Abstract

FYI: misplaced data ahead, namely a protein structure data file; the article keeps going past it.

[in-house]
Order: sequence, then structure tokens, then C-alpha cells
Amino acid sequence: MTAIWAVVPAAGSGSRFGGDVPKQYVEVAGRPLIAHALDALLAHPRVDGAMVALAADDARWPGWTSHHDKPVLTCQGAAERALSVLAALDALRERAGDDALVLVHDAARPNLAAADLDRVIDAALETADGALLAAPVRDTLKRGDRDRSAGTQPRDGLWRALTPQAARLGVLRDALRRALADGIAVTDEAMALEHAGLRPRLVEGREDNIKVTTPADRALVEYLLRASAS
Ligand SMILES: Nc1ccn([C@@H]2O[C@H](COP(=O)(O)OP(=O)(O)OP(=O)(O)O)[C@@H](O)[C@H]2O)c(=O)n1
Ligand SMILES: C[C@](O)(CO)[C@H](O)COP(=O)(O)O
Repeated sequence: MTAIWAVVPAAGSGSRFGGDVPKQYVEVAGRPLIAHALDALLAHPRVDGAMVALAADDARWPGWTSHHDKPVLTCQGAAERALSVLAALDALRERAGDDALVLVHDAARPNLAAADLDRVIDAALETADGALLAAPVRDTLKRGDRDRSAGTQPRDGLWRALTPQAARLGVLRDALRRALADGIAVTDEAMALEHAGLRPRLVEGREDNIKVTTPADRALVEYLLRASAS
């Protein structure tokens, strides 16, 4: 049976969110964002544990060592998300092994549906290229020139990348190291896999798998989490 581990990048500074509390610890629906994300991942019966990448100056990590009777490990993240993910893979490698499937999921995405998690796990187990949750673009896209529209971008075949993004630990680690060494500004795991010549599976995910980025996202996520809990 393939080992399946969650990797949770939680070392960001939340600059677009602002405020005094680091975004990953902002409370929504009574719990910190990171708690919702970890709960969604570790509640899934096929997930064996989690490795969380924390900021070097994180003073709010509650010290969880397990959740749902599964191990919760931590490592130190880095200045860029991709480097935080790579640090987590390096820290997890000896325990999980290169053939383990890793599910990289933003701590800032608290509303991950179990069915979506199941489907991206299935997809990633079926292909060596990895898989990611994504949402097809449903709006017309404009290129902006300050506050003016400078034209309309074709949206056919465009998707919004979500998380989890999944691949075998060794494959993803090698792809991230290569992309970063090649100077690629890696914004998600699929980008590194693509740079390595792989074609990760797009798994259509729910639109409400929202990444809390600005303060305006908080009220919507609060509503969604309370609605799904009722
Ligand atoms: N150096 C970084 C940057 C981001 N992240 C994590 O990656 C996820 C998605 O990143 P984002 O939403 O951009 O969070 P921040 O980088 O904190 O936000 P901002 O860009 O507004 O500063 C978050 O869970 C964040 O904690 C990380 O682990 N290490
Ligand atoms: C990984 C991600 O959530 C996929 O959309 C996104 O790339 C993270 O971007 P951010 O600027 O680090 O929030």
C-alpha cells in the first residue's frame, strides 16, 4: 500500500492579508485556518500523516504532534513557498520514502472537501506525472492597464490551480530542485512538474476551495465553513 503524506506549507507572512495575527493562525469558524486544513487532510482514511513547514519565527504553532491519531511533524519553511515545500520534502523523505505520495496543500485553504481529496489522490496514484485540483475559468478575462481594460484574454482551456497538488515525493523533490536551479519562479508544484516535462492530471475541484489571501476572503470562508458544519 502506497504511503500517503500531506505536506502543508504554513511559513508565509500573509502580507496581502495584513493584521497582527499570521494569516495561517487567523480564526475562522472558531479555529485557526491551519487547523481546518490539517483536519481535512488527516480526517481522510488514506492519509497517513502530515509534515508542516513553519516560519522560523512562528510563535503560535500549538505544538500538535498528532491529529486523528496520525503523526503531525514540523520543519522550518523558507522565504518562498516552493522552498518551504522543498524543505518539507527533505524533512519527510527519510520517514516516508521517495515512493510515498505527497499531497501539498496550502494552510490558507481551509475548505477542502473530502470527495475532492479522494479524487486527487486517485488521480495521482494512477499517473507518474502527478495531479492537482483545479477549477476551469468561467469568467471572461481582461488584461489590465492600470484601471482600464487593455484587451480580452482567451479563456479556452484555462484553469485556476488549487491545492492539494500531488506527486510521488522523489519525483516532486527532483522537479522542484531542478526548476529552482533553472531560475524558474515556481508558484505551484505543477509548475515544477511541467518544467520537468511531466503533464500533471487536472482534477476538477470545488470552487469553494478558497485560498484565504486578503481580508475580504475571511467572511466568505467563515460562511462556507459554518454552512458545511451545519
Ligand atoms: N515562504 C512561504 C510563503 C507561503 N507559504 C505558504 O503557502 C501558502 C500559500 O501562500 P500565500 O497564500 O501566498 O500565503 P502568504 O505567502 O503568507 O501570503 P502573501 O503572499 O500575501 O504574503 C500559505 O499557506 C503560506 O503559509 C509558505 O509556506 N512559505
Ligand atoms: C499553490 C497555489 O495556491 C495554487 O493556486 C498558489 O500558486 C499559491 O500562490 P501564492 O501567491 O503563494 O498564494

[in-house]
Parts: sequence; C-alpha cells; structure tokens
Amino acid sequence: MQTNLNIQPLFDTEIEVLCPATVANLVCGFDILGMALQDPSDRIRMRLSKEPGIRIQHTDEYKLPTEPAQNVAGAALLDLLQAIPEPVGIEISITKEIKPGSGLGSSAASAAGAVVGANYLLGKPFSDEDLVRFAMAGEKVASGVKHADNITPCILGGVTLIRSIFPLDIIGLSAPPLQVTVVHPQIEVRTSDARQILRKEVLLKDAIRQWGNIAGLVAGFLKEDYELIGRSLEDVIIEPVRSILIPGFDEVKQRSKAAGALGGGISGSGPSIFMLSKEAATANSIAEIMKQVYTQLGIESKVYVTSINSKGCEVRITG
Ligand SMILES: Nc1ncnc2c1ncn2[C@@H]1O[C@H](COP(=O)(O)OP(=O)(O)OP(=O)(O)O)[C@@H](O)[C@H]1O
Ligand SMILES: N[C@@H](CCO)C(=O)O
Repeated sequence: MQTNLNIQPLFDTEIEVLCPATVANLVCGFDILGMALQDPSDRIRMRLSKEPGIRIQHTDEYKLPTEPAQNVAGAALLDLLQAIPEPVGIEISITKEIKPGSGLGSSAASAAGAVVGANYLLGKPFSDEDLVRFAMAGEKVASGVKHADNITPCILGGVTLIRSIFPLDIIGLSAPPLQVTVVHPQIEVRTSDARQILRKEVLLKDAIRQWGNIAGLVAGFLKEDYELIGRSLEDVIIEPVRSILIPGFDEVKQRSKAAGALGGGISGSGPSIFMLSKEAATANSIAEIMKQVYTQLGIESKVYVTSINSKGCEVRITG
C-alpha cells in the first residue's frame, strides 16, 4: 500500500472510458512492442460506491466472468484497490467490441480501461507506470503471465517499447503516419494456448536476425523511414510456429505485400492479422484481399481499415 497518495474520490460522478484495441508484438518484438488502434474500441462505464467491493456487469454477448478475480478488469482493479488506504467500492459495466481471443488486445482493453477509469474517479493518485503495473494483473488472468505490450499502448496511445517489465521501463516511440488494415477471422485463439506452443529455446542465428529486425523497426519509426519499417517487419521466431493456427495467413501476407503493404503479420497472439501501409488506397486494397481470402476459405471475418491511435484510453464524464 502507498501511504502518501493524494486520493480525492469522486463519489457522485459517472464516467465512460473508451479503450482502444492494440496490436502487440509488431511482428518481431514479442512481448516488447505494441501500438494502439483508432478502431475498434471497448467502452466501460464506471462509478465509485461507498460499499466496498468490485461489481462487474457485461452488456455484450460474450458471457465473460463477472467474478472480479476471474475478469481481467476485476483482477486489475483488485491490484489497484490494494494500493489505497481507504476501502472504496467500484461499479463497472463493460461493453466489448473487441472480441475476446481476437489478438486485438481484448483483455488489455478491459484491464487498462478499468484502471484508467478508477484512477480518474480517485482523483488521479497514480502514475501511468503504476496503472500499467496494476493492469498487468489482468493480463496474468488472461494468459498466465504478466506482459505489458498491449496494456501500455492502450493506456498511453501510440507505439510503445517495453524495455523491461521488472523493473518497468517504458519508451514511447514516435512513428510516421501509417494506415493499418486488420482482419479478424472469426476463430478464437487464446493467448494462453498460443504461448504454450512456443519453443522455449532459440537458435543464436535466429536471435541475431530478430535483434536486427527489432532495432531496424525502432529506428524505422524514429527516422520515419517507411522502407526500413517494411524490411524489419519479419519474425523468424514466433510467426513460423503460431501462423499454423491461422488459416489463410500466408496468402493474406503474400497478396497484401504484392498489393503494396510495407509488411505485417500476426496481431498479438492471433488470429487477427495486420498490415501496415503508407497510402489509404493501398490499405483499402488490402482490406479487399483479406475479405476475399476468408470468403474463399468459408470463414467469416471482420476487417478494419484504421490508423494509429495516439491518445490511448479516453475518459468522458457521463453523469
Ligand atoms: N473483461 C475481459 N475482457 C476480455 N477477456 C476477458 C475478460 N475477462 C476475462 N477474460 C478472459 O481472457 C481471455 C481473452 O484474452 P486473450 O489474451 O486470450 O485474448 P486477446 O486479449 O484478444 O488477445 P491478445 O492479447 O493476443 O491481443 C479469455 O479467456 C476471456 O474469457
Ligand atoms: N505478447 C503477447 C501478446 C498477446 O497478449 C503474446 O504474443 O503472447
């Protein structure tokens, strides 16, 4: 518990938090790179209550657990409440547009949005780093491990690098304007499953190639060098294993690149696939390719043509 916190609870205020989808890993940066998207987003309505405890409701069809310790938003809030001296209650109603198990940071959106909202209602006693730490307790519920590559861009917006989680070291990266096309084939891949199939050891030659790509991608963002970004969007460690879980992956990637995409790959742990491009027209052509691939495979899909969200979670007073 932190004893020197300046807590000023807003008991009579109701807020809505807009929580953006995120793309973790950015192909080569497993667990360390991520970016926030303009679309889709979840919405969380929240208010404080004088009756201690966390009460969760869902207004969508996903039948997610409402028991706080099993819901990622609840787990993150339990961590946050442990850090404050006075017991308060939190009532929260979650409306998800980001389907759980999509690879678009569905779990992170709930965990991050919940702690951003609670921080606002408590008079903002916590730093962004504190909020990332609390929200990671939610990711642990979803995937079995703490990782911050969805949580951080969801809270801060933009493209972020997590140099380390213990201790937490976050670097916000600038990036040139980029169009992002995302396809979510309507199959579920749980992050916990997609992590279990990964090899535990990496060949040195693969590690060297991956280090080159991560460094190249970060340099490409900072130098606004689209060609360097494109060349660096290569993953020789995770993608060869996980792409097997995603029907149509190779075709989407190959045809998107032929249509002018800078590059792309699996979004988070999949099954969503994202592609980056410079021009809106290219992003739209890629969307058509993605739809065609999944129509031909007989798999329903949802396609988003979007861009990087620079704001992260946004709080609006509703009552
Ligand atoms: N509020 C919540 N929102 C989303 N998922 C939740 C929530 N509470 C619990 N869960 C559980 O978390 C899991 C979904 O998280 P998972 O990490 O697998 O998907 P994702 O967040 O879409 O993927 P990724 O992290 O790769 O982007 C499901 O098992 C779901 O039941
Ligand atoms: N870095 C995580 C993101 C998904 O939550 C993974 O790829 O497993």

The present study employed the gaze-contingent window paradigm to investigate parafoveal and peripheral cueing and masking effects on saccadic selectivity in a triple-conjunction visual search task. In the cueing conditions, the information shown outside the gaze-contingent window was restricted to the feature or feature pair shared between the target and a particular distractor type. In the masking conditions, no stimulus features were shown outside the window. Significant cueing and masking effects on saccadic selectivity were observed for saccades directed at items within the window, where all features were visible across experimental conditions. Cueing a particular feature or feature pair biased saccadic selectivity towards this feature or feature pair, while masking generally reduced saccadic selectivity. These findings support the concept of visual guidance being a preattentive process that operates in parallel across the display. © 2001 Published by Elsevier Science Ltd.
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